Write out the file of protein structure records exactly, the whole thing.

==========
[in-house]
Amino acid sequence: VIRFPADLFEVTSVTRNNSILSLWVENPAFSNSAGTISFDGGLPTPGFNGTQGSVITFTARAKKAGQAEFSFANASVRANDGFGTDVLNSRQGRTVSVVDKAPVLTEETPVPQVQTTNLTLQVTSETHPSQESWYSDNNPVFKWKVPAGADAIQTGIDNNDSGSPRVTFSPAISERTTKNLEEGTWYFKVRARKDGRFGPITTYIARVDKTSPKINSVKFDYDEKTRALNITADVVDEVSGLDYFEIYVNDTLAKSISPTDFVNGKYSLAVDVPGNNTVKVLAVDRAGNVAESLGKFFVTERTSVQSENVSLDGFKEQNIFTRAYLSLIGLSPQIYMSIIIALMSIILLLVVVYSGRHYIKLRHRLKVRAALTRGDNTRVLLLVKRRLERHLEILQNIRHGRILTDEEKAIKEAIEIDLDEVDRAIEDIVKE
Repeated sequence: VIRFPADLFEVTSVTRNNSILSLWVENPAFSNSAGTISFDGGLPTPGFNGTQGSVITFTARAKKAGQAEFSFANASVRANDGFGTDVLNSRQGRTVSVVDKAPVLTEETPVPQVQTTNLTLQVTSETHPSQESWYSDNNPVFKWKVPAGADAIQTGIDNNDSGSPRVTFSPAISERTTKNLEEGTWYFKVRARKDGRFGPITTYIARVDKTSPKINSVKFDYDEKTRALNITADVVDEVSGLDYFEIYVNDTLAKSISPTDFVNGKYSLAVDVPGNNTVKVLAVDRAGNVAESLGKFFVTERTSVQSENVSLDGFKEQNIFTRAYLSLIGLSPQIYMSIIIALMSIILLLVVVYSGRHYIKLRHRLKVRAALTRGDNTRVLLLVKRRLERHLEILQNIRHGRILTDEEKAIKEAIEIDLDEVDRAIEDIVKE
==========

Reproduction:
[in-house]
Amino acid sequence: VIRFPADLFEVTSVTRNNSILSLWVENPAFSNSAGTISFDGGLPTPGFNGTQGSVITFTARAKKAGQAEFSFANASVRANDGFGTDVLNSRQGRTVSVVDKAPVLTEETPVPQVQTTNLTLQVTSETHPSQESWYSDNNPVFKWKVPAGADAIQTGIDNNDSGSPRVTFSPAISERTTKNLEEGTWYFKVRARKDGRFGPITTYIARVDKTSPKINSVKFDYDEKTRALNITADVVDEVSGLDYFEIYVNDTLAKSISPTDFVNGKYSLAVDVPGNNTVKVLAVDRAGNVAESLGKFFVTERTSVQSENVSLDGFKEQNIFTRAYLSLIGLSPQIYMSIIIALMSIILLLVVVYSGRHYIKLRHRLKVRAALTRGDNTRVLLLVKRRLERHLEILQNIRHGRILTDEEKAIKEAIEIDLDEVDRAIEDIVKE
Repeated sequence: VIRFPADLFEVTSVTRNNSILSLWVENPAFSNSAGTISFDGGLPTPGFNGTQGSVITFTARAKKAGQAEFSFANASVRANDGFGTDVLNSRQGRTVSVVDKAPVLTEETPVPQVQTTNLTLQVTSETHPSQESWYSDNNPVFKWKVPAGADAIQTGIDNNDSGSPRVTFSPAISERTTKNLEEGTWYFKVRARKDGRFGPITTYIARVDKTSPKINSVKFDYDEKTRALNITADVVDEVSGLDYFEIYVNDTLAKSISPTDFVNGKYSLAVDVPGNNTVKVLAVDRAGNVAESLGKFFVTERTSVQSENVSLDGFKEQNIFTRAYLSLIGLSPQIYMSIIIALMSIILLLVVVYSGRHYIKLRHRLKVRAALTRGDNTRVLLLVKRRLERHLEILQNIRHGRILTDEEKAIKEAIEIDLDEVDRAIEDIVKE